Friday, May 21, 2010

Red-headed Woodpecker

One of the most aggressive members of the woodpecker family is the read-headed woodpecker. They are usually found in woodlands with a lot of dead trees in the eastern half of the United States. Due to the clearing of dead and dying trees by private land owners and government agencies the red-headed woodpecker is in decline over most of its breeding range due to habitat lose. These pictures were taken at Necedah NWR in Wisconsin.
The red-headed woodpecker relies on habitat with dead and dying trees for a couple of reasons. First of they are cavity nesters, they typically nest in dead trees that have little bark left on them. They are very territorial when breeding and will often destroy the nests and eggs of other birds, especially other cavity nesters. Red-heads are also one of only four types of woodpecker that are known to cache food. They usually cache food, (seeds, acorns, or insects) in cracks and crevices in the dead wood. Unlike the other woodpeckers that cache food the red-head will sometimes cover their cache with bark. So it is important to leave enough dead trees in the forest because by removing all of them we may inadvertently remove another species of birds from our planet such as the red-headed woodpecker.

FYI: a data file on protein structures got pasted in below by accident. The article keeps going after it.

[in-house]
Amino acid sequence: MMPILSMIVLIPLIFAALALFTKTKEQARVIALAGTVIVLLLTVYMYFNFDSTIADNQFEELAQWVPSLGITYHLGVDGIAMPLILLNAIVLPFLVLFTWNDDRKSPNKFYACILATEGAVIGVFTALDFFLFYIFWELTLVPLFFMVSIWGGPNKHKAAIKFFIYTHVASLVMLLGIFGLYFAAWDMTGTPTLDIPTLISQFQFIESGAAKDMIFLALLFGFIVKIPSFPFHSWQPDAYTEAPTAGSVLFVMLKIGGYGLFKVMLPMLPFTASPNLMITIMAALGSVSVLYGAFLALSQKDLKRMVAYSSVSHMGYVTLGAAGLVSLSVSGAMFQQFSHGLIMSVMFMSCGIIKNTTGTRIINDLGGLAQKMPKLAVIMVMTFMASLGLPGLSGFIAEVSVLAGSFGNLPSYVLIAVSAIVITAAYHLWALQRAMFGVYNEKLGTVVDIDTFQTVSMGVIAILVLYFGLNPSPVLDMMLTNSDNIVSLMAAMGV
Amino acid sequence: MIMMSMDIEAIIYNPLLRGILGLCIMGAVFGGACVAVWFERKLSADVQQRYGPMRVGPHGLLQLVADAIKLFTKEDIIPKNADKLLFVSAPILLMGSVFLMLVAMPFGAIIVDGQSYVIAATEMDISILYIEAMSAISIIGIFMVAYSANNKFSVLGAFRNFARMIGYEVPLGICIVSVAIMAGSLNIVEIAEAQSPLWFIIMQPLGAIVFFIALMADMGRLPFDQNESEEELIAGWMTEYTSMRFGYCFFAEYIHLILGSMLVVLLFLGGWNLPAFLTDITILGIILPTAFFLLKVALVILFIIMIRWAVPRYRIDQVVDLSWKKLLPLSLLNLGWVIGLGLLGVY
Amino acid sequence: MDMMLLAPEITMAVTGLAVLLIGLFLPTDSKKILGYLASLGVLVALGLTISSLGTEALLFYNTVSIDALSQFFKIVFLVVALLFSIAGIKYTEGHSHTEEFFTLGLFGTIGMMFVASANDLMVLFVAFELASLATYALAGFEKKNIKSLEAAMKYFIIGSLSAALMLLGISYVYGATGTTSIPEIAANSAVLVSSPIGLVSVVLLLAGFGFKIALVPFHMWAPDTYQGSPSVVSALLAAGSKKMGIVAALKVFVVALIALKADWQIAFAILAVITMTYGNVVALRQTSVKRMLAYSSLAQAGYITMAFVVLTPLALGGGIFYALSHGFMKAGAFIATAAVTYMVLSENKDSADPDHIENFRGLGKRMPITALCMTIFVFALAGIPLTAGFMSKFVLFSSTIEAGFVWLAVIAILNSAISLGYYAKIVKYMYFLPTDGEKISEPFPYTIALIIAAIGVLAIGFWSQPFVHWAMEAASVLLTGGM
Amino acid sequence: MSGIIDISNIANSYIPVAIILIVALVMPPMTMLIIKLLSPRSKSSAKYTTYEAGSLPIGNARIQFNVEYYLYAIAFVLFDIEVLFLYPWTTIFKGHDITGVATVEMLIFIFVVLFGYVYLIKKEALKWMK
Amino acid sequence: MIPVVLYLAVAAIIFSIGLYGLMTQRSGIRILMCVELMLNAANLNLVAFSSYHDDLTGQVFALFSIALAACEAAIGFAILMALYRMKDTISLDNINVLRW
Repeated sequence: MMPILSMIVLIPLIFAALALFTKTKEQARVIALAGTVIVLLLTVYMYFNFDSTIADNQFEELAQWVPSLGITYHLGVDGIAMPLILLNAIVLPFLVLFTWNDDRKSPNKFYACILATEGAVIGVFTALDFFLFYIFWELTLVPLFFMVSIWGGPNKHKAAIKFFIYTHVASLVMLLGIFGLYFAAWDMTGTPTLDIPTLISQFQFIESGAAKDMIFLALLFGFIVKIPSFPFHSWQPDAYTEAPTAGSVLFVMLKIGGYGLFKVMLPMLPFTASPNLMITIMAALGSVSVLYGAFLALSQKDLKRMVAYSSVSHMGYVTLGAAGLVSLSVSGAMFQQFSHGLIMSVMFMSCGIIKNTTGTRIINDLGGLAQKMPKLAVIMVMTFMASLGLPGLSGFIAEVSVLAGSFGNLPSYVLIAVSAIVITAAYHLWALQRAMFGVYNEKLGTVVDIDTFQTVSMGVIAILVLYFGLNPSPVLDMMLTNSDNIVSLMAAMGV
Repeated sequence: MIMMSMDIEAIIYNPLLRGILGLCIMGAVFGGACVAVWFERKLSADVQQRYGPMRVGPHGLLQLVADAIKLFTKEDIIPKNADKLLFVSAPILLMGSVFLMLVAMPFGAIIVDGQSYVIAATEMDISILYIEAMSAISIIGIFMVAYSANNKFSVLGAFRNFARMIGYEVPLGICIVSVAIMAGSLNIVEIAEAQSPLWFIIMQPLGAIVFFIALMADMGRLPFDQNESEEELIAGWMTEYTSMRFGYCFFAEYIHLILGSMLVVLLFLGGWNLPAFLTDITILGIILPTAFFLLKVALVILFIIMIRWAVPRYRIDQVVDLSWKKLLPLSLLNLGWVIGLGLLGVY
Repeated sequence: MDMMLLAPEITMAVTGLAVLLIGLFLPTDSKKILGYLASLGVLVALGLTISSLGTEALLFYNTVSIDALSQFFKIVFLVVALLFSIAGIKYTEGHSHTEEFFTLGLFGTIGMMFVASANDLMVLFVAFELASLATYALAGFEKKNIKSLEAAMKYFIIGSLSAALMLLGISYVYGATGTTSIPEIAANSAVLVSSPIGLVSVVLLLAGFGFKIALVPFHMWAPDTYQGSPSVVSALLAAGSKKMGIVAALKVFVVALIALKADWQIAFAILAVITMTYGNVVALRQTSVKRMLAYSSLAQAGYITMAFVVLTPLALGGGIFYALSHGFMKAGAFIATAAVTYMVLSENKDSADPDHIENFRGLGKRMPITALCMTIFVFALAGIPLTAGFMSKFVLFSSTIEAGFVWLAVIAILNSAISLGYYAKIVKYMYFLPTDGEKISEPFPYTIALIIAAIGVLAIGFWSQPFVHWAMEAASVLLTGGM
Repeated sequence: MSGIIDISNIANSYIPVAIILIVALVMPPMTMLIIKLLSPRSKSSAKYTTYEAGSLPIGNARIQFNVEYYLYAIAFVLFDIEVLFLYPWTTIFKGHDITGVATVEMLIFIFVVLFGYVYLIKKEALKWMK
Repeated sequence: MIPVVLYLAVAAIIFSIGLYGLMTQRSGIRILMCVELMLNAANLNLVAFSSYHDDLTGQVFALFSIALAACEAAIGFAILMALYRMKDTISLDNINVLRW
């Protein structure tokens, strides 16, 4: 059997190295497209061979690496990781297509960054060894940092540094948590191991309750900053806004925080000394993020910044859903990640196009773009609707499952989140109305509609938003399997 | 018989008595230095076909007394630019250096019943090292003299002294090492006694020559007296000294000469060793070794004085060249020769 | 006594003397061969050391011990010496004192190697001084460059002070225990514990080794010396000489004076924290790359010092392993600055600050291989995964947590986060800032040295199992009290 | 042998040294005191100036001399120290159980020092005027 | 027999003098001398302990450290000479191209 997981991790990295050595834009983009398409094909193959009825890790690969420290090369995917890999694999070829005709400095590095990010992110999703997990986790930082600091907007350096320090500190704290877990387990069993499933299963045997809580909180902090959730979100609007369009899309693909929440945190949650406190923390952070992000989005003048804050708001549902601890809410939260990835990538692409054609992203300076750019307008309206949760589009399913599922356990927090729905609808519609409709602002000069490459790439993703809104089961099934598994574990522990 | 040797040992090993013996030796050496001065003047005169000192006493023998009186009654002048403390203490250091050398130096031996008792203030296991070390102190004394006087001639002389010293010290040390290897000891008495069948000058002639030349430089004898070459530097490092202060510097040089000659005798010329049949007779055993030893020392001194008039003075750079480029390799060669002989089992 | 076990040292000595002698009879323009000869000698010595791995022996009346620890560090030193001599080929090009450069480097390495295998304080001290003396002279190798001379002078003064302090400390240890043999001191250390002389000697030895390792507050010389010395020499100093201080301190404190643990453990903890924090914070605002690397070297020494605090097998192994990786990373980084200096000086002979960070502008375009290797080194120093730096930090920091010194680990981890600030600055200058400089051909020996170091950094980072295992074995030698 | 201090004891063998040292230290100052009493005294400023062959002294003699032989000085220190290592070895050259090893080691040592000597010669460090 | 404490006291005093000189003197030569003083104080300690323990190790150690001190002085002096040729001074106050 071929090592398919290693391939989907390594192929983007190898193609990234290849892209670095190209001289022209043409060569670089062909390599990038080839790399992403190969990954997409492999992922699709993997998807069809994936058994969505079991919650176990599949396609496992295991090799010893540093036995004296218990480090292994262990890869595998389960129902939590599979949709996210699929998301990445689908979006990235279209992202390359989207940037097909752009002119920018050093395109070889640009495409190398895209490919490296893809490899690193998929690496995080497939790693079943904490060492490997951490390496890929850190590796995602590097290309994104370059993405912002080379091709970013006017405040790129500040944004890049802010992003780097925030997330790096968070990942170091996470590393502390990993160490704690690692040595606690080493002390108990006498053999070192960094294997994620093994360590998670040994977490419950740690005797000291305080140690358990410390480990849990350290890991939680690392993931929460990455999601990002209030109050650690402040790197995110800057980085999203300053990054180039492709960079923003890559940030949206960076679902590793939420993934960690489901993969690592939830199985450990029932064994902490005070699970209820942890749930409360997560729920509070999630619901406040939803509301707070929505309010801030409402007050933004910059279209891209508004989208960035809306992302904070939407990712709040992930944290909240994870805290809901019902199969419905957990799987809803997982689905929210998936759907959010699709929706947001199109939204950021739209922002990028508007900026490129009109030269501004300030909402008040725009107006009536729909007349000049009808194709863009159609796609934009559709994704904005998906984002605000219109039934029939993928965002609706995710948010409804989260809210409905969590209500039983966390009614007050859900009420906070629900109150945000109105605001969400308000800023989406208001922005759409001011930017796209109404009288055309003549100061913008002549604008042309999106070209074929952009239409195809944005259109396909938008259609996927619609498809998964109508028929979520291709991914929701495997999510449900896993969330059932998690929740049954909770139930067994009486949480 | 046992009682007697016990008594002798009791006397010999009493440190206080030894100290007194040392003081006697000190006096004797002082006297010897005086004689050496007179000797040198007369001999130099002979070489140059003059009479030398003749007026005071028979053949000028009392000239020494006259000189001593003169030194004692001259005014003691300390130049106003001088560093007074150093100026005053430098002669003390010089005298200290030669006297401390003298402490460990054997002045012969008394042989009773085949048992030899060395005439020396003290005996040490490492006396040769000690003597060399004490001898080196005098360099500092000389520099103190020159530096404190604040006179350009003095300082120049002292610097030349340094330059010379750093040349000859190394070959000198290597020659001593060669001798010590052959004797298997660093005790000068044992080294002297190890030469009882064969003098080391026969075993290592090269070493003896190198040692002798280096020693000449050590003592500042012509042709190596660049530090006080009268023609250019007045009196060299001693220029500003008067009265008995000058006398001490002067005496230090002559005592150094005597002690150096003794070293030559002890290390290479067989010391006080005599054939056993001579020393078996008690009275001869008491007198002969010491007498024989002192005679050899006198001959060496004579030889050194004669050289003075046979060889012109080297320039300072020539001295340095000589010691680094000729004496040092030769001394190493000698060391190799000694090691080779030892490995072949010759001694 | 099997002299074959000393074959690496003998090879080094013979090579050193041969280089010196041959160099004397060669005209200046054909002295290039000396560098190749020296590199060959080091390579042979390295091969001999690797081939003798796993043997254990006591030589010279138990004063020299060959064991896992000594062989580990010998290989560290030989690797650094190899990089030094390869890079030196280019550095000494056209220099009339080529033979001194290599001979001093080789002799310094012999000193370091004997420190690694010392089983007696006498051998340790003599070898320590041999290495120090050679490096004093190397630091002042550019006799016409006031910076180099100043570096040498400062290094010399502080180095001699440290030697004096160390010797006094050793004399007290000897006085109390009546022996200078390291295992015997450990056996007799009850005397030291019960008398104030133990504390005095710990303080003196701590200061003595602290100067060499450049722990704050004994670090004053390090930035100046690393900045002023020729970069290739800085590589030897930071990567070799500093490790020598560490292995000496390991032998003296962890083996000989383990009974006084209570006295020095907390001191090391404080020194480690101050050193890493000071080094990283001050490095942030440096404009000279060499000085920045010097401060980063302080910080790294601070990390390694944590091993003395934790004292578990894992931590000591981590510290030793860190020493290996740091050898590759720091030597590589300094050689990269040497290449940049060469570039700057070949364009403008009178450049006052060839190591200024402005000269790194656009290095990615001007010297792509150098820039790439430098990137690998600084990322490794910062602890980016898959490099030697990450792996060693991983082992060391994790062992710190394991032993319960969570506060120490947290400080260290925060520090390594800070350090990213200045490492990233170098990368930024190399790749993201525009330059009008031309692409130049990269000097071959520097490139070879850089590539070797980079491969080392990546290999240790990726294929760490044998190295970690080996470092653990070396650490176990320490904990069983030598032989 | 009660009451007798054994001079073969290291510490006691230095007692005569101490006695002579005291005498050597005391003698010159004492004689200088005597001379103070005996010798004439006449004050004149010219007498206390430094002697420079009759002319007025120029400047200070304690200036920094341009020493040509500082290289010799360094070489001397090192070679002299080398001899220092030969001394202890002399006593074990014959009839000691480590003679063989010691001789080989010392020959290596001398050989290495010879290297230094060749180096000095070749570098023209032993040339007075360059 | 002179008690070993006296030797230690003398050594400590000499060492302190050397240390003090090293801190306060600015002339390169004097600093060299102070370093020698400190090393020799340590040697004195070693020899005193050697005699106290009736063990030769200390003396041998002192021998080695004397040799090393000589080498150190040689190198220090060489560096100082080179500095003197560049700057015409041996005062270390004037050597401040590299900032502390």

11 comments:

KaHolly said...

How can we get the word out to everybody??? This is so important! ~karen

Kcalpesh said...

Marvelous captures! Superb focus and great colors!


Pixellicious Photos

Crafty Green Poet said...

what a handsome woodpecker! Informative post too, thanks!

Misty Dawn said...

Gorgeous images. I posted a Red Headed Woodpecker for CC too over at Misty's Words.

eileeninmd said...

That would be very sad to loose this species of birds. Great shots of the redheaded woodie. I have been to variosu parks where they are leaving the dead trees standing. Great post!

Dave said...

What a stunner!

Iowa Gardening Woman said...

Wonderful photos as always, I was so excited to see 2 red heads this past week, I have not seen any in a few years.

Snap said...

Gorgeous, instructive post. Thanks and happy Critter Day!

Anonymous said...

Great pictures. They are also in decline because the european startling takes over their cavities.

Mary Howell Cromer said...

You are so right about the reason for their decline and yet another reason also is while they are on the decline, Starlings are on the upswing and they take over their territories and food sources much of the time. I saw my first true Red-Headed Woodpecker only week before last, what a neat experience it was too~

troutbirder said...

We see so few hereabout now and many more red-bellied. I wonder if that is somehow connected as well?